For thousands of years, people have been harnessing the energy of the wind. A fascination for wind energy has driven both of us to build, buy, install, and maintain our own machines for the last three decades. Chances are that the first wind-energy users were driven by the same maniacal glee that we experience when we grab energy out of thin air.
The design of home-scale wind-electric generators has been through many permutations and variations, with lots of circles and dead ends. But most of today’s modern wind-electric generators are surprisingly similar. This article will help you understand each part of a typical wind generator, and how it functions in the overall design.
“Rotor” is just a fancy word for a wind turbine’s blade assembly—the part that rotates. (There are actually two rotors—the blade rotor, and the magnet rotor in the alternator or generator, which is driven by the blade rotor.) The wind generator’s blades are the energy collectors. After the wind itself, the circular area that the rotor sweeps is the most important factor in determining how much power the machine can generate. The swept area of the rotor depends on the square of the diameter. Compared to a 5-foot-diameter rotor, a 10-foot one will be twice as wide, and twice as high. Doubling the diameter gives access to four times as much wind, and usually results in four times as much power.
Most modern wind turbines have three blades. Blades are usually made of plastic, often in a composite with fiberglass, or sometimes out of wood. Rotors with more than three blades have more start-up torque, but actually produce less power at high speeds. Two-bladed rotors can work at even higher speeds than their three-bladed counterparts, but can be noisy and also vibrate when the wind changes.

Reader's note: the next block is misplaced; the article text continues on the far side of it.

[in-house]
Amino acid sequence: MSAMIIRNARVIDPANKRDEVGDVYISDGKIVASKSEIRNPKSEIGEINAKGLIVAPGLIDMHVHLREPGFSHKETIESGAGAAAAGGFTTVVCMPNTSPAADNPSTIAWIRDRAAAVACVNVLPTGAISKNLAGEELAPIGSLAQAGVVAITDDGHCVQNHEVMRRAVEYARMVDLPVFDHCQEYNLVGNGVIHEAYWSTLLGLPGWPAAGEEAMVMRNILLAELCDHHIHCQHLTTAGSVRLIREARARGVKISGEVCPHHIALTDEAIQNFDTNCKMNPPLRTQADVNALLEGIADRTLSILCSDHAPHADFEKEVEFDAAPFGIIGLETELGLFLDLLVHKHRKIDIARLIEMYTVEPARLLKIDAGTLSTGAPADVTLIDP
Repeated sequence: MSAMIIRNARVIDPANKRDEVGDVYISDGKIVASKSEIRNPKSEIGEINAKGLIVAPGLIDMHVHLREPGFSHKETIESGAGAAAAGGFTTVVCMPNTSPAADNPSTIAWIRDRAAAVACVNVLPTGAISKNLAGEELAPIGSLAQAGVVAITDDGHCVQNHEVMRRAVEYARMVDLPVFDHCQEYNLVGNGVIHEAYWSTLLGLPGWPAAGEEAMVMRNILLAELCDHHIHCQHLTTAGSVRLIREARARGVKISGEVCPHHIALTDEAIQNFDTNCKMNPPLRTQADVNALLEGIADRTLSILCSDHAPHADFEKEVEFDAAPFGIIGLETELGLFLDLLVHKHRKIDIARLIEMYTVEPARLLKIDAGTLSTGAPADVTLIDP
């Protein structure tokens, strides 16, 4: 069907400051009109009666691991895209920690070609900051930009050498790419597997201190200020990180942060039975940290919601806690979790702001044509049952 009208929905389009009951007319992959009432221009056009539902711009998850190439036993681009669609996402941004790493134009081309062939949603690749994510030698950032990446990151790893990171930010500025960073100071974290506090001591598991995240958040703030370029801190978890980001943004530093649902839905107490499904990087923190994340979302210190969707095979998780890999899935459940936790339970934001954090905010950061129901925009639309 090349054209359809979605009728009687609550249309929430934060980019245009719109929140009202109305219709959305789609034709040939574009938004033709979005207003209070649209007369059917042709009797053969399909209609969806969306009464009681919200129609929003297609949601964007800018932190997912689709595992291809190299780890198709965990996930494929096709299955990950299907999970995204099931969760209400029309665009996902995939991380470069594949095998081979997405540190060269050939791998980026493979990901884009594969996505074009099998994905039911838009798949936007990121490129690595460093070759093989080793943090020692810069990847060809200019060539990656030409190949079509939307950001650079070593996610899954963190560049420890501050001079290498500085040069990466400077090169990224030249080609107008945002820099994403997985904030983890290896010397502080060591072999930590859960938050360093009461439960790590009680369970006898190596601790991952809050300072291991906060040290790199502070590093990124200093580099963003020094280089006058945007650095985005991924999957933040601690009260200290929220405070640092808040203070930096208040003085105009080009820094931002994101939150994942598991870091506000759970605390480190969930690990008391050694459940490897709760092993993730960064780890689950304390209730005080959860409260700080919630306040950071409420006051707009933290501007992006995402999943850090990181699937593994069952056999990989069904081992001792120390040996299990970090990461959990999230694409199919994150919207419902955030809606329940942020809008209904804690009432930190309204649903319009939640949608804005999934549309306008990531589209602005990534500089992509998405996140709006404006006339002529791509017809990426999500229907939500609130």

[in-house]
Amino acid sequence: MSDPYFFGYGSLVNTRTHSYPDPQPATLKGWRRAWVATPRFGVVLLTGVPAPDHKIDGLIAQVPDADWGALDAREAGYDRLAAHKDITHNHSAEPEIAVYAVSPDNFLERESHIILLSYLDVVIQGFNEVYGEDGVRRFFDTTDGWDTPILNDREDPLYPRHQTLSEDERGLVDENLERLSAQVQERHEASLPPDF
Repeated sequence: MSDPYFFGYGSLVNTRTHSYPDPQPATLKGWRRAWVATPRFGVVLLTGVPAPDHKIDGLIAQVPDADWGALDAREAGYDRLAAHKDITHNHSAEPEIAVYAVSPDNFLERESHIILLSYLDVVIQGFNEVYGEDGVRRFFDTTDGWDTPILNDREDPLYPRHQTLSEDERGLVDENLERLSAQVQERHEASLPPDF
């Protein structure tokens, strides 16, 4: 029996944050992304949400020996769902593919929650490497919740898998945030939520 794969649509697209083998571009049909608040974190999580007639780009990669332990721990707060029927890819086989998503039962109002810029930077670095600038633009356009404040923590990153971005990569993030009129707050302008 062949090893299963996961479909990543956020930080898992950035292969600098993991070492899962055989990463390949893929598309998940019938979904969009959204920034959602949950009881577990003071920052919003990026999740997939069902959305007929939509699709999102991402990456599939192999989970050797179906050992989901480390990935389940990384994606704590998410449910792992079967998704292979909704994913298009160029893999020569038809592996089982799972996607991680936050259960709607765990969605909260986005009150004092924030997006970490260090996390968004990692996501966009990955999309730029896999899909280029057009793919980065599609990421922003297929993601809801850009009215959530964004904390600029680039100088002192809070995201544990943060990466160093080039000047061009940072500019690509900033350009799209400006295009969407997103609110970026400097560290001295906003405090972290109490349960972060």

Mechanical power is a combination of speed and torque. Wind-electric generators need to spin at relatively high rpm and at low torque, unlike water-pumping wind machines, which need low rpm and high torque.
For home-scale wind generators, the blade rotor drives the magnet rotor directly. This design is the simplest and most efficient way to collect the wind’s energy. Adding belts, pulleys, gearing, or any other indirect transmission will incur losses, as well as require more maintenance.
Most modern small-scale wind turbines employ permanent magnet alternators (PMAs). Electricity is generated when a magnetic field passes a wire. In a PMA, magnets move relative to coils of wire (windings). In one popular configuration (as shown in the diagram above), the magnet rotor is a rotating “can” that spins outside the coils. The magnets are on the inside (facing the coils) and the blades attach directly to the front of the can. These PMAs usually generate wild three-phase AC, which is not usable by appliances directly. Instead, this energy is rectified (converted to DC electricity). After that, it can be used as DC or inverted to AC electricity for AC appliances. Traditionally, the energy has been stored in batteries, but in many modern wind-electric systems, it is fed straight into the household grid supply.
The tail of a wind generator orients the turbine into the wind. When the wind changes direction, it pushes on one side of the tail, swinging the turbine around to face and collect wind energy. In tail-furling designs, the tail is also involved in protecting the turbine from high winds (see Governing Systems), and tail and boom length are designed carefully for weight and area. Changing these parameters can change the way the machine operates—so don’t do it.